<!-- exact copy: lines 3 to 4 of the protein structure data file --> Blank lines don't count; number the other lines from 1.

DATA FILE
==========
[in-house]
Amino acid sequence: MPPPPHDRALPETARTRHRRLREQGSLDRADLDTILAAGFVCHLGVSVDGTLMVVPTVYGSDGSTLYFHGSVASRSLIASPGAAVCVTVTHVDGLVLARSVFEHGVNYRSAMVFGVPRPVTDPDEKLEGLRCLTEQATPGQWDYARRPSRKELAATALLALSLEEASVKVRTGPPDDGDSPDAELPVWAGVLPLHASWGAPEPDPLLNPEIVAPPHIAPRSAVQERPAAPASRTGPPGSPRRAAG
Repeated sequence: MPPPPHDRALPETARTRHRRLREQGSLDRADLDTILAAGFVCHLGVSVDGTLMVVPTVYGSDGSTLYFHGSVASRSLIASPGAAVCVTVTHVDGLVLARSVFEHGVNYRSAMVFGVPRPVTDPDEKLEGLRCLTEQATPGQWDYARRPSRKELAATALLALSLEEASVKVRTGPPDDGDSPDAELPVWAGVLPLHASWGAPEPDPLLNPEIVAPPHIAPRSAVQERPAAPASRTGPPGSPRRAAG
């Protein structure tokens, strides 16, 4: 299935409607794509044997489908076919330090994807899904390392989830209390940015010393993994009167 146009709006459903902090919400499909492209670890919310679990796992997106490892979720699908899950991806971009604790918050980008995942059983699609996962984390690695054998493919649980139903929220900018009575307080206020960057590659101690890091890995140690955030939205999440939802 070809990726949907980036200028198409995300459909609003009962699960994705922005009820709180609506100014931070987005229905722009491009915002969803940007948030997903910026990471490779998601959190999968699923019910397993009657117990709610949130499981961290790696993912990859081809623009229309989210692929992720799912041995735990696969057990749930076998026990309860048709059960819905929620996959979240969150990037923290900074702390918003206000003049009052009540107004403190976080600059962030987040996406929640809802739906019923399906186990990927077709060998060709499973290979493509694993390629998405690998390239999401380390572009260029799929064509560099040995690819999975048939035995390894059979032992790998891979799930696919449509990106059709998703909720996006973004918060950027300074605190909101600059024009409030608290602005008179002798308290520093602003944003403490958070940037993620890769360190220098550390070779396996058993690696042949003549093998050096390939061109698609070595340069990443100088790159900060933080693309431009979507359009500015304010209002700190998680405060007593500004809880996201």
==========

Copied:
Repeated sequence: MPPPPHDRALPETARTRHRRLREQGSLDRADLDTILAAGFVCHLGVSVDGTLMVVPTVYGSDGSTLYFHGSVASRSLIASPGAAVCVTVTHVDGLVLARSVFEHGVNYRSAMVFGVPRPVTDPDEKLEGLRCLTEQATPGQWDYARRPSRKELAATALLALSLEEASVKVRTGPPDDGDSPDAELPVWAGVLPLHASWGAPEPDPLLNPEIVAPPHIAPRSAVQERPAAPASRTGPPGSPRRAAG
């Protein structure tokens, strides 16, 4: 299935409607794509044997489908076919330090994807899904390392989830209390940015010393993994009167 146009709006459903902090919400499909492209670890919310679990796992997106490892979720699908899950991806971009604790918050980008995942059983699609996962984390690695054998493919649980139903929220900018009575307080206020960057590659101690890091890995140690955030939205999440939802 070809990726949907980036200028198409995300459909609003009962699960994705922005009820709180609506100014931070987005229905722009491009915002969803940007948030997903910026990471490779998601959190999968699923019910397993009657117990709610949130499981961290790696993912990859081809623009229309989210692929992720799912041995735990696969057990749930076998026990309860048709059960819905929620996959979240969150990037923290900074702390918003206000003049009052009540107004403190976080600059962030987040996406929640809802739906019923399906186990990927077709060998060709499973290979493509694993390629998405690998390239999401380390572009260029799929064509560099040995690819999975048939035995390894059979032992790998891979799930696919449509990106059709998703909720996006973004918060950027300074605190909101600059024009409030608290602005008179002798308290520093602003944003403490958070940037993620890769360190220098550390070779396996058993690696042949003549093998050096390939061109698609070595340069990443100088790159900060933080693309431009979507359009500015304010209002700190998680405060007593500004809880996201």